Harold Lee Miller‘s series “Steam Plant” was selected as one of the winners in the professional photography category and will be featured in the upcoming Creative Quarterly 47.
Our annual large-format collection of the world’s best commercial photographers has now made its way into the hands of creatives and art producers.
Macroview 17 features a hauntingly beautiful cover image by Montreal-based Damian Siqueiros, plus 155 more hand-picked photographers who are among the most talented advertising and editorial image makers.
Haven’t received your copy yet? Select creatives can request a complimentary copy of our publications.
You can also Browse the Book and view full portfolios from all the photographers on www.at-edge.com.
Be sure to reference AtEdge in print and online when considering talent for your next assignment.
Here are some sample pages from this Macroview 17:
Earlier this year, Natalia Weedy got the opportunity to tell the story of a 25-year-old farmer, William Dunlow, and his family farm for an agriculture company.
Read more about the shoot on Natalia’s blog.
Featured image: ©Christopher Griffith
This year’s Communication Arts Photography Annual is filled to the brim with AtEdge photographers and we couldn’t be more excited to see them get the recognition they deserve!
Congratulations to the 23 photographers that were handpicked by the exclusive group of judges for the most prestigious competition for creativity in photography.
Check out our winning photographers.
Here are some images shot by Matt Sartain for West Elm Spring 16.
Matt lives in California where he works on producing and promoting his imagery so that it might inspire a wide audience with his imaginative worlds. He received his MFA in Photography from The Academy of Art in San Francisco where he began conceptualizing and compositing images into photo illustrations filled with deep narratives. His client list includes NY Times, Pottery Barn, Levi’s and many others.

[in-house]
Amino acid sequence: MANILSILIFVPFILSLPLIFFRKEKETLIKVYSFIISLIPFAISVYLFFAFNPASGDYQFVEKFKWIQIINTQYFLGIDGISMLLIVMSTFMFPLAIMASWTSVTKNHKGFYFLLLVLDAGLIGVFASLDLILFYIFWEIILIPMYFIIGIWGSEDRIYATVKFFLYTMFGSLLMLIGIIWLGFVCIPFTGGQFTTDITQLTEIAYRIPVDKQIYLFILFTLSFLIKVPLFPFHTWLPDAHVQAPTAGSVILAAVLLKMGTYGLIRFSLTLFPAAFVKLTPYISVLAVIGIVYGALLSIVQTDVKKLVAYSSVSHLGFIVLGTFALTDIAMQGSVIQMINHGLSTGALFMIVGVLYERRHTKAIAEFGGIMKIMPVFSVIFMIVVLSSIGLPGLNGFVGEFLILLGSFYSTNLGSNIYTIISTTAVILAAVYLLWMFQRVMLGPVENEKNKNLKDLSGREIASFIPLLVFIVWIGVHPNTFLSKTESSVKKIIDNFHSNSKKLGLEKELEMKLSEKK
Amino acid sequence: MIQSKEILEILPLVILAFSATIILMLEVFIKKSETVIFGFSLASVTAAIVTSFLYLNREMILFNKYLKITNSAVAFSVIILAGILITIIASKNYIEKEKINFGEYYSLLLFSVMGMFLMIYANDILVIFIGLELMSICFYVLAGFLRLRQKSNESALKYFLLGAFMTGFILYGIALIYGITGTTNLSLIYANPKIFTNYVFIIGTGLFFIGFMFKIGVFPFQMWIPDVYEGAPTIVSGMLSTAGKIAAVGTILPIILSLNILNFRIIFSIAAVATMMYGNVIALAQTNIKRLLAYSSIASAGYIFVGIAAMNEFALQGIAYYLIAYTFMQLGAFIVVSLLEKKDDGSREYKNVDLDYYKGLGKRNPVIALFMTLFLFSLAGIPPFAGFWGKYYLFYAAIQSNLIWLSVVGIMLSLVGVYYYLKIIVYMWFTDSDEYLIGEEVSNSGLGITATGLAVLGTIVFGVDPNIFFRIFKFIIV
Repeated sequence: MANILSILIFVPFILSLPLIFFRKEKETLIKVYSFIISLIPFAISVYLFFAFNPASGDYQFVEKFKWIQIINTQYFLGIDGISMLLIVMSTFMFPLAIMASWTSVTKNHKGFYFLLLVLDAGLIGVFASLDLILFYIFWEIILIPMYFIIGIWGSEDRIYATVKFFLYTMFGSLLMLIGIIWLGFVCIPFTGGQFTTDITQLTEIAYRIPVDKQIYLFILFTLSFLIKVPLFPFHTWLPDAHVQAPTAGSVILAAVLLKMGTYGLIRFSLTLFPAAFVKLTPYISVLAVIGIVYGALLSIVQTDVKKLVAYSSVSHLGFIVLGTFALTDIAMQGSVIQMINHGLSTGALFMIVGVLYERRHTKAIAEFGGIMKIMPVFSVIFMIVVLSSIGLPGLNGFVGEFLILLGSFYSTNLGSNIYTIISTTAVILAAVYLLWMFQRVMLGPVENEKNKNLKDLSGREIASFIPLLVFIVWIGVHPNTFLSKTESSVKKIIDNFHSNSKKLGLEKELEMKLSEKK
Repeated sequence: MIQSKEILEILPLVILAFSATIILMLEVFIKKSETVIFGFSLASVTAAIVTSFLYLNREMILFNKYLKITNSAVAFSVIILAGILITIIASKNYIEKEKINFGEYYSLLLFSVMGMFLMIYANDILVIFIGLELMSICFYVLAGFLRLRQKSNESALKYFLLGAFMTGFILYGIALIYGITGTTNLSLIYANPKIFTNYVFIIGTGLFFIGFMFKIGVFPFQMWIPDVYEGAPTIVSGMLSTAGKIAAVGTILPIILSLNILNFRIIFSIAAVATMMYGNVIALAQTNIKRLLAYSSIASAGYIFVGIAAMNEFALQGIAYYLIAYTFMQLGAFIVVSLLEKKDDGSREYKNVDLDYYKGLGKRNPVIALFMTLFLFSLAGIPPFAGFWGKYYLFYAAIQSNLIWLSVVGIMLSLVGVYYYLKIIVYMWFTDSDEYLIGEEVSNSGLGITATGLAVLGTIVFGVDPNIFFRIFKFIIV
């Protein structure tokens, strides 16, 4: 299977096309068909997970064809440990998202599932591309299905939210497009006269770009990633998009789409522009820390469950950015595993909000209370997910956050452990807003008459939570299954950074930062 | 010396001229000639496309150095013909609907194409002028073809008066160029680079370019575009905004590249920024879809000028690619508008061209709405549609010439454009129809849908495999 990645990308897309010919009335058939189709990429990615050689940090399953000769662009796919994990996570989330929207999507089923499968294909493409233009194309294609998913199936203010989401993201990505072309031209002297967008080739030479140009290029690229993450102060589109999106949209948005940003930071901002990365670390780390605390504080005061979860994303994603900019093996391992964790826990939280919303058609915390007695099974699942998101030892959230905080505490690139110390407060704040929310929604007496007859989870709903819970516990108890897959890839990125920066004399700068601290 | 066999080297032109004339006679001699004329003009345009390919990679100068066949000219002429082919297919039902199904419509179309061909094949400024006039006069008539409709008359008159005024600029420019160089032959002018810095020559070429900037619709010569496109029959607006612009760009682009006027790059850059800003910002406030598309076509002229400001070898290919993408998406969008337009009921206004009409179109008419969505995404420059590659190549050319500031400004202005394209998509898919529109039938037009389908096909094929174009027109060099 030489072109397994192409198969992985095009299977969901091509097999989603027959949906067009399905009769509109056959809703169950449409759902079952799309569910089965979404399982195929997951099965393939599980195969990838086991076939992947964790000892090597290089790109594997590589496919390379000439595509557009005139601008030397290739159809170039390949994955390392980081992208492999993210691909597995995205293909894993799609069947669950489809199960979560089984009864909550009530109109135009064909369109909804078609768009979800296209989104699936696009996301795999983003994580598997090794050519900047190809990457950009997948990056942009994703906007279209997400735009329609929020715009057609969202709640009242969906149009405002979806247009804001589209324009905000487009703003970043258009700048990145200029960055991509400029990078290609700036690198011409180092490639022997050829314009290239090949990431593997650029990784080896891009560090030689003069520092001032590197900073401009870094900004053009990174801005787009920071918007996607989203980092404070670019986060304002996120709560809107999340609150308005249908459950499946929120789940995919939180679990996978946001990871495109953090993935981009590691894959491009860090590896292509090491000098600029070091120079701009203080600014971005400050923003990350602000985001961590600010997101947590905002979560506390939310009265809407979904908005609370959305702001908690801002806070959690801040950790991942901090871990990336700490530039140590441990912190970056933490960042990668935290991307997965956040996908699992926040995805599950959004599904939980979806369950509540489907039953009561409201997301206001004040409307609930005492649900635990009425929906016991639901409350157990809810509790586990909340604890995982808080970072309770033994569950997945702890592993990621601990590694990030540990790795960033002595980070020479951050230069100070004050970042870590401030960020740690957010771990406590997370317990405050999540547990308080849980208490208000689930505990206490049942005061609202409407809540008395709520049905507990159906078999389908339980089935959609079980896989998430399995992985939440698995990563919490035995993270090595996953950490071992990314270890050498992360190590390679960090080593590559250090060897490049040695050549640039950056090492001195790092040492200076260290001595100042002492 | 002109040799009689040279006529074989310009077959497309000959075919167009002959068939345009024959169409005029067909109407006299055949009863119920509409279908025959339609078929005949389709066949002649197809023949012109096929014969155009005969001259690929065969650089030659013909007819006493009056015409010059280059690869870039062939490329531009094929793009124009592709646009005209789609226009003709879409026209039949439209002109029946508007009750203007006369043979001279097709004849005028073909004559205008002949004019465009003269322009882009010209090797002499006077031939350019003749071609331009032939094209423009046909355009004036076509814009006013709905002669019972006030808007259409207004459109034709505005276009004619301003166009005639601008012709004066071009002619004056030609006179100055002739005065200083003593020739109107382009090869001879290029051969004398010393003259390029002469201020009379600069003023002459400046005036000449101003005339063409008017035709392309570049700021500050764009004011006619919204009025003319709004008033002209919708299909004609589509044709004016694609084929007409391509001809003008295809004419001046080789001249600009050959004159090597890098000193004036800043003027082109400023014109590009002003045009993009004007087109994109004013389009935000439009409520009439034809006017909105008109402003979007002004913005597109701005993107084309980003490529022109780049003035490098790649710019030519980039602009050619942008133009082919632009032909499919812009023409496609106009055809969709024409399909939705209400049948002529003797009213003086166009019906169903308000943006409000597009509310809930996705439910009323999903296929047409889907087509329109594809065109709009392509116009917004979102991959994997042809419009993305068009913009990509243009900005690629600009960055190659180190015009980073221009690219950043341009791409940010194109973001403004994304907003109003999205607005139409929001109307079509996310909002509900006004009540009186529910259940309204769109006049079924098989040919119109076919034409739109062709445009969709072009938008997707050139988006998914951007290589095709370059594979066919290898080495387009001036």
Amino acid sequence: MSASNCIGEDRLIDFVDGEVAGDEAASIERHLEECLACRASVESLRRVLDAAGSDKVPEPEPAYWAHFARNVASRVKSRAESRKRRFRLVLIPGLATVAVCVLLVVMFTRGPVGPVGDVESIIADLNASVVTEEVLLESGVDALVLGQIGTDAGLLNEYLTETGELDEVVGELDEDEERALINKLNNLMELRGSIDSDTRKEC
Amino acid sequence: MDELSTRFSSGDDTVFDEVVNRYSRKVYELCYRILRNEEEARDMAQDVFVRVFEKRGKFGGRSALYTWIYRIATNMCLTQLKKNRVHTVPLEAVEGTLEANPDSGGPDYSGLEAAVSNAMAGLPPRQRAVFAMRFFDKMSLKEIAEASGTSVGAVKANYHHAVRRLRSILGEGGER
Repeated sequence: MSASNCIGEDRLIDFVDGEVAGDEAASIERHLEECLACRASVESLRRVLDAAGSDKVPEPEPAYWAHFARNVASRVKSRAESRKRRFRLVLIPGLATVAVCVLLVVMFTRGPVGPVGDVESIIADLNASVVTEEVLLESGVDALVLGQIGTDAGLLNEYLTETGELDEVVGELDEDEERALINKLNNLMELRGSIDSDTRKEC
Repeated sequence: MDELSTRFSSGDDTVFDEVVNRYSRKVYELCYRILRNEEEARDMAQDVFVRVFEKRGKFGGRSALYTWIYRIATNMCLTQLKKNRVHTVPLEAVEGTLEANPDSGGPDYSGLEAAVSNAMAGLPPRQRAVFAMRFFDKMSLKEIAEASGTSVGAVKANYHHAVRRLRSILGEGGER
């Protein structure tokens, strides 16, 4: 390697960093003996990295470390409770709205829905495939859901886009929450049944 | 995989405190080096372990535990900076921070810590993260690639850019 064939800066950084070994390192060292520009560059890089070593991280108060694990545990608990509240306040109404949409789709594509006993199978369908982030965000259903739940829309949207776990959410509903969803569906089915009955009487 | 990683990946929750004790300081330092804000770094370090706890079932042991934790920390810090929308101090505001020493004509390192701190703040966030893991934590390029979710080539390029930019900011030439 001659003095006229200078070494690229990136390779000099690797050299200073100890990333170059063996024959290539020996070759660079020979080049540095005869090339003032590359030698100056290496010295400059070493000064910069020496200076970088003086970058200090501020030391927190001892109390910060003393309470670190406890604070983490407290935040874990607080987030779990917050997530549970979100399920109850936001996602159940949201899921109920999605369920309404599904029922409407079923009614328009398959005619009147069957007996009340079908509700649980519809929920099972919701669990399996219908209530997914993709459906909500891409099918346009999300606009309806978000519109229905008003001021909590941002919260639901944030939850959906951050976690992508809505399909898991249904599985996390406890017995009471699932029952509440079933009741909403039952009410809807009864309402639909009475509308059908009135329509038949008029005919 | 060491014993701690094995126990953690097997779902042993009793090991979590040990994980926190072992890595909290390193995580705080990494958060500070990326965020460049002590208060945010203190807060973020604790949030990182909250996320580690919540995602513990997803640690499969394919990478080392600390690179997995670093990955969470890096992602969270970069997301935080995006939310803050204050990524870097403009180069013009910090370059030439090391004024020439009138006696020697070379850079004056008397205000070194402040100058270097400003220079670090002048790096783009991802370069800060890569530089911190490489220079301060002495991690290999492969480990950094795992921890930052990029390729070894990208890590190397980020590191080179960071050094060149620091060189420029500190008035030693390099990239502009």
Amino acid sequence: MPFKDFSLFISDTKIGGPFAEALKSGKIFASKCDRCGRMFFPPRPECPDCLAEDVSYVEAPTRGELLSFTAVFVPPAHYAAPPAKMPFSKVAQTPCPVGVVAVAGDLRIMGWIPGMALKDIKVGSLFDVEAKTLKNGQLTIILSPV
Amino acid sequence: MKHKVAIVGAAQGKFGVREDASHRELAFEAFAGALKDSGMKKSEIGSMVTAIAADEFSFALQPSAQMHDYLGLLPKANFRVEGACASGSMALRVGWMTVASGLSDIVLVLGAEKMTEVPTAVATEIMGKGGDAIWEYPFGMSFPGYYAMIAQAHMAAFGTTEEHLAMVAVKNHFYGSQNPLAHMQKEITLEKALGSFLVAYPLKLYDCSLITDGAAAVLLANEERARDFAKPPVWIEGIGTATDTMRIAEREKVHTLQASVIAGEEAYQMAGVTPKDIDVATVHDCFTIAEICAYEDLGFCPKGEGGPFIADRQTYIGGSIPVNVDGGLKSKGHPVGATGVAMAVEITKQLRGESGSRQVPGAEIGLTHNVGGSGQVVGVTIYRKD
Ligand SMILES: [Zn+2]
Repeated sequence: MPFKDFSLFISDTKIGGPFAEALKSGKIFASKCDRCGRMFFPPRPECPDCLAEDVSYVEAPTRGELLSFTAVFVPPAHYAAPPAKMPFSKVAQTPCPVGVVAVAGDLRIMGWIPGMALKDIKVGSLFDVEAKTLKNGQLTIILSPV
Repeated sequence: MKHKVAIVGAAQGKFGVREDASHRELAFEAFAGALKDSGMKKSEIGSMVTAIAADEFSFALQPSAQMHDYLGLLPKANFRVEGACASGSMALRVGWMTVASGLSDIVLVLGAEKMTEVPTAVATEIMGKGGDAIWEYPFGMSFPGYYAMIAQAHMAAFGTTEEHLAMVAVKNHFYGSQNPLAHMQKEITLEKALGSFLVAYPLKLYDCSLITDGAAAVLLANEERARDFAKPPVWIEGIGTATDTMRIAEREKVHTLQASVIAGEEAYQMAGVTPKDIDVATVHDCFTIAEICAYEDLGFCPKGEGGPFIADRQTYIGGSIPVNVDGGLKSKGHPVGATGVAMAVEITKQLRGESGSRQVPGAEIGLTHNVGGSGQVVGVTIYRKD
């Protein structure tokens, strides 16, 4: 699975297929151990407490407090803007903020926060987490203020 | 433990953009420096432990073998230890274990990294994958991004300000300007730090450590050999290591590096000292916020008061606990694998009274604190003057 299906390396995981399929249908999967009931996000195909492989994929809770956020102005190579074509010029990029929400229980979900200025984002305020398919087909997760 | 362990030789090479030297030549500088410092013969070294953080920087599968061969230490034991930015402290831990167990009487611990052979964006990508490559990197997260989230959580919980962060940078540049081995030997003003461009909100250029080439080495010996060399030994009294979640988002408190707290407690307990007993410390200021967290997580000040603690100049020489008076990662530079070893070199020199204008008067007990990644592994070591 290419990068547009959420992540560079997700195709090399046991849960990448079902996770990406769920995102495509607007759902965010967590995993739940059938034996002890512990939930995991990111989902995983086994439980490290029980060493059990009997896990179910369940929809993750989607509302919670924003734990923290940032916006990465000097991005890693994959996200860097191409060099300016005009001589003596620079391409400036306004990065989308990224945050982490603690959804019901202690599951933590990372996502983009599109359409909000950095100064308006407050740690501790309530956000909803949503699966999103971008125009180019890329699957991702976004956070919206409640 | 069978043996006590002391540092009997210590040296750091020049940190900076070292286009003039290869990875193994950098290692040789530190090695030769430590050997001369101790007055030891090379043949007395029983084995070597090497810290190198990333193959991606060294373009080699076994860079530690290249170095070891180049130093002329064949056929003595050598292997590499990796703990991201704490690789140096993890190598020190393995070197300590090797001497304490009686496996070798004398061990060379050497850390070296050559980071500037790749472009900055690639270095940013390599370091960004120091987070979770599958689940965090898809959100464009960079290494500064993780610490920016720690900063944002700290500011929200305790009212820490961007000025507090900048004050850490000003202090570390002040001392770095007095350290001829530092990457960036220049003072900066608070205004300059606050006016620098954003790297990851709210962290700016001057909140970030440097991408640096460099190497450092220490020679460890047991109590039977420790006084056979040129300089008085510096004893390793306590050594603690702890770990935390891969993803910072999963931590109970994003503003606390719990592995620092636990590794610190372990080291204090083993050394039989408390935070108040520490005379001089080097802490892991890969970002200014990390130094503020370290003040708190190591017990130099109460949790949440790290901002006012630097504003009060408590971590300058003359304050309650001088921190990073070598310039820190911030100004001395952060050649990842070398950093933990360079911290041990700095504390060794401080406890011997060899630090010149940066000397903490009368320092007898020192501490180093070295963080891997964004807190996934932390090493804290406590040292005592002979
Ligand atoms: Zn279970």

Featured Image: ©Matthew Turley
Microview 50 is here! The book is jam-packed with 200+ pages of extraordinary images from an exclusive group of commercial photographers. The cover is an exceptional image by Matthew Turley.
AtEdge publications are distributed to a select group of creative buyers 5 times a year. See if you qualify for a free copy here.
About Matthew Turley
As a commercial photographer, Matthew has gained over two decades worth of experience working with big names such as Home Depot, Chevron, Chrysler, RAM, & Biltmore. Throughout his career, Matthew’s work has been recognized for international awards including CA and PDN. He is represented by Marianne Campbell Associates.
Here are a few examples of images you’ll find in Microview 50:
Max Hirshfeld recently spent some time on-location shooting for Faneuil, a rising star in the customer service sector of big business, to help the company launch a rebranding campaign.
“On first glance, an office with no art on the walls might appear too stark but when translated into a unique palette for photography we were able to move through the space quickly and efficiently and concentrate on the people and their dedicated focus.
Photography allows me to insert myself into someone else’s world for a short, intense period of time. Whether a traditional office environment, a factory full of dust and noise or the intimate confines of someone’s house, I love relying on my visual instincts to zero in on some of the essential elements that make a strong image.”
Macroview 16 has just hit the desks of creatives nationwide. The cover image was shot by award-winning, New York-based photographer Christopher Griffith. Inside the book you’ll find exceptional images from some of the world’s finest commercial photographers.
Our books are a primary resource for busy art buyers and creatives who depend on us to regularly show them new work from top talent. A new edition lands on their desks every 60-90 days and stays on their shelves all year long.
Select creatives can also request a complimentary copy of our publications here.
The oil fields of Kern County are otherworldly. Obscured by the Tule fog, the pumpjacks and pipes can appear to go on forever. The men who work in these fields are subjected to physical and chemical hazards. Many are migrant oil workers, traveling from site to site for six months at a time. Others live in the dust of Taft and Bakersfield. Sacrifice and danger: the conditions that produced the oil millions of years ago are repeated by those who are hired to retrieve it.
Despite being known as black gold, Anderson captured the colorful sheen that the oil produces, not unlike the rainbow stream that flows from a car wash. Like oil, Anderson’s photographs adhere to your mind’s eye, reminding you of the humanity found in this line of work.